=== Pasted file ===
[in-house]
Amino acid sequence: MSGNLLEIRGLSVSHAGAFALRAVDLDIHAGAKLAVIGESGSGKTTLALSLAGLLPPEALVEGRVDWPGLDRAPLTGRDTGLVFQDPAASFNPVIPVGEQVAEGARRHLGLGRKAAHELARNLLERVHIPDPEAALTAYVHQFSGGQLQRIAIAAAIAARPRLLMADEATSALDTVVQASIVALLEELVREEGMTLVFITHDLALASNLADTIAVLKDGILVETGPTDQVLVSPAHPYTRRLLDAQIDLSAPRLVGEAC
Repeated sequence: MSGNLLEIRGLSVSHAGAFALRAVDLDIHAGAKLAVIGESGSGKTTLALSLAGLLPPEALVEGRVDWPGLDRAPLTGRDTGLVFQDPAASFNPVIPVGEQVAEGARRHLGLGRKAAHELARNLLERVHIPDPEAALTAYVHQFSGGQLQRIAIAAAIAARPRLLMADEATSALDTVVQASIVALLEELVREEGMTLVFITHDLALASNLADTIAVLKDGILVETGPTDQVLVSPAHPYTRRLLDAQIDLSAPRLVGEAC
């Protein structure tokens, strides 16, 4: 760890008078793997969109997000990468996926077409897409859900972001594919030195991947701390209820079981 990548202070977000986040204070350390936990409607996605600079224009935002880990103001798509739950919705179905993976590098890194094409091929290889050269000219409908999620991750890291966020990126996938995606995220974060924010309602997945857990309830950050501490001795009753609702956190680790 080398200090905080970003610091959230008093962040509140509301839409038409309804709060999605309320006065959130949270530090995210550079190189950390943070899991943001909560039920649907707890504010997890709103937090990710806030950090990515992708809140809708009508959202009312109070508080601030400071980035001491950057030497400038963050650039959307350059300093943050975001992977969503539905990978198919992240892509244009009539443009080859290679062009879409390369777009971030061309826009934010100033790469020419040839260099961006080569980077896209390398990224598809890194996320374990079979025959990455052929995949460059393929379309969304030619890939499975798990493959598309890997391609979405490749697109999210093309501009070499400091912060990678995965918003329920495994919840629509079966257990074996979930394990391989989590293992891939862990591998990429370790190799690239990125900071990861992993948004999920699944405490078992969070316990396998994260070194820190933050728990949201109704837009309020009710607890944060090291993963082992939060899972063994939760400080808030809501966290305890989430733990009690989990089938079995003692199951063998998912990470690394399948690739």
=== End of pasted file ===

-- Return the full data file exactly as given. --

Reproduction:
[in-house]
Amino acid sequence: MSGNLLEIRGLSVSHAGAFALRAVDLDIHAGAKLAVIGESGSGKTTLALSLAGLLPPEALVEGRVDWPGLDRAPLTGRDTGLVFQDPAASFNPVIPVGEQVAEGARRHLGLGRKAAHELARNLLERVHIPDPEAALTAYVHQFSGGQLQRIAIAAAIAARPRLLMADEATSALDTVVQASIVALLEELVREEGMTLVFITHDLALASNLADTIAVLKDGILVETGPTDQVLVSPAHPYTRRLLDAQIDLSAPRLVGEAC
Repeated sequence: MSGNLLEIRGLSVSHAGAFALRAVDLDIHAGAKLAVIGESGSGKTTLALSLAGLLPPEALVEGRVDWPGLDRAPLTGRDTGLVFQDPAASFNPVIPVGEQVAEGARRHLGLGRKAAHELARNLLERVHIPDPEAALTAYVHQFSGGQLQRIAIAAAIAARPRLLMADEATSALDTVVQASIVALLEELVREEGMTLVFITHDLALASNLADTIAVLKDGILVETGPTDQVLVSPAHPYTRRLLDAQIDLSAPRLVGEAC
């Protein structure tokens, strides 16, 4: 760890008078793997969109997000990468996926077409897409859900972001594919030195991947701390209820079981 990548202070977000986040204070350390936990409607996605600079224009935002880990103001798509739950919705179905993976590098890194094409091929290889050269000219409908999620991750890291966020990126996938995606995220974060924010309602997945857990309830950050501490001795009753609702956190680790 080398200090905080970003610091959230008093962040509140509301839409038409309804709060999605309320006065959130949270530090995210550079190189950390943070899991943001909560039920649907707890504010997890709103937090990710806030950090990515992708809140809708009508959202009312109070508080601030400071980035001491950057030497400038963050650039959307350059300093943050975001992977969503539905990978198919992240892509244009009539443009080859290679062009879409390369777009971030061309826009934010100033790469020419040839260099961006080569980077896209390398990224598809890194996320374990079979025959990455052929995949460059393929379309969304030619890939499975798990493959598309890997391609979405490749697109999210093309501009070499400091912060990678995965918003329920495994919840629509079966257990074996979930394990391989989590293992891939862990591998990429370790190799690239990125900071990861992993948004999920699944405490078992969070316990396998994260070194820190933050728990949201109704837009309020009710607890944060090291993963082992939060899972063994939760400080808030809501966290305890989430733990009690989990089938079995003692199951063998998912990470690394399948690739």